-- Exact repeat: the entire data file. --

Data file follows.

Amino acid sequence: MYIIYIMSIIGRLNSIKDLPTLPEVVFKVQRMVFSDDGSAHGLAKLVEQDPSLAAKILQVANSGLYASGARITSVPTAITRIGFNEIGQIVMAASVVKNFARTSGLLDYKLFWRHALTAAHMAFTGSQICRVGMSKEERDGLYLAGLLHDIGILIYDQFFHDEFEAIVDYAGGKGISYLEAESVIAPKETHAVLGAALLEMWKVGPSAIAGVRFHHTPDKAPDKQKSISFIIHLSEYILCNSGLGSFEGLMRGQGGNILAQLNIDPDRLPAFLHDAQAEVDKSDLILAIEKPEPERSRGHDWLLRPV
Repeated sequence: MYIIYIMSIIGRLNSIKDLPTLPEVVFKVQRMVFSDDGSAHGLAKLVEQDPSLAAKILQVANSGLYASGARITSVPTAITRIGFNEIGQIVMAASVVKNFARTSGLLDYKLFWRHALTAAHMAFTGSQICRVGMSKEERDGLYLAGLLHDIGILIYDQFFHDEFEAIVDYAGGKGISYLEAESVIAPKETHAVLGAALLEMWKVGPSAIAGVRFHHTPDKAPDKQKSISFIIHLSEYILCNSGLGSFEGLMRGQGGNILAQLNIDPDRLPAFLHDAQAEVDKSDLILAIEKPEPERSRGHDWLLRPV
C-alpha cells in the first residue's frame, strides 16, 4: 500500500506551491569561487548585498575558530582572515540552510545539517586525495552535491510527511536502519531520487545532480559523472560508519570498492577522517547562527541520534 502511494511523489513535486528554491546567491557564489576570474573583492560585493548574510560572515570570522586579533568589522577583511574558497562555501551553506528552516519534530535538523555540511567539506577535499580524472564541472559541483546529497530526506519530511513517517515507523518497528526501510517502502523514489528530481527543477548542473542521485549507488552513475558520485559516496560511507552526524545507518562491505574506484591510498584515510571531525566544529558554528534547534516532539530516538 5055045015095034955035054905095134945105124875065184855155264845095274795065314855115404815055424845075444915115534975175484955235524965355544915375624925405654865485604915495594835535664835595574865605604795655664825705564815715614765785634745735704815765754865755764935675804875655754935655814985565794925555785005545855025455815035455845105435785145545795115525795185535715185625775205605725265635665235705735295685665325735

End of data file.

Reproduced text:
Amino acid sequence: MYIIYIMSIIGRLNSIKDLPTLPEVVFKVQRMVFSDDGSAHGLAKLVEQDPSLAAKILQVANSGLYASGARITSVPTAITRIGFNEIGQIVMAASVVKNFARTSGLLDYKLFWRHALTAAHMAFTGSQICRVGMSKEERDGLYLAGLLHDIGILIYDQFFHDEFEAIVDYAGGKGISYLEAESVIAPKETHAVLGAALLEMWKVGPSAIAGVRFHHTPDKAPDKQKSISFIIHLSEYILCNSGLGSFEGLMRGQGGNILAQLNIDPDRLPAFLHDAQAEVDKSDLILAIEKPEPERSRGHDWLLRPV
Repeated sequence: MYIIYIMSIIGRLNSIKDLPTLPEVVFKVQRMVFSDDGSAHGLAKLVEQDPSLAAKILQVANSGLYASGARITSVPTAITRIGFNEIGQIVMAASVVKNFARTSGLLDYKLFWRHALTAAHMAFTGSQICRVGMSKEERDGLYLAGLLHDIGILIYDQFFHDEFEAIVDYAGGKGISYLEAESVIAPKETHAVLGAALLEMWKVGPSAIAGVRFHHTPDKAPDKQKSISFIIHLSEYILCNSGLGSFEGLMRGQGGNILAQLNIDPDRLPAFLHDAQAEVDKSDLILAIEKPEPERSRGHDWLLRPV
C-alpha cells in the first residue's frame, strides 16, 4: 500500500506551491569561487548585498575558530582572515540552510545539517586525495552535491510527511536502519531520487545532480559523472560508519570498492577522517547562527541520534 502511494511523489513535486528554491546567491557564489576570474573583492560585493548574510560572515570570522586579533568589522577583511574558497562555501551553506528552516519534530535538523555540511567539506577535499580524472564541472559541483546529497530526506519530511513517517515507523518497528526501510517502502523514489528530481527543477548542473542521485549507488552513475558520485559516496560511507552526524545507518562491505574506484591510498584515510571531525566544529558554528534547534516532539530516538 5055045015095034955035054905095134945105124875065184855155264845095274795065314855115404815055424845075444915115534975175484955235524965355544915375624925405654865485604915495594835535664835595574865605604795655664825705564815715614765785634745735704815765754865755764935675804875655754935655814985565794925555785005545855025455815035455845105435785145545795115525795185535715185625775205605725265635665235705735295685665325735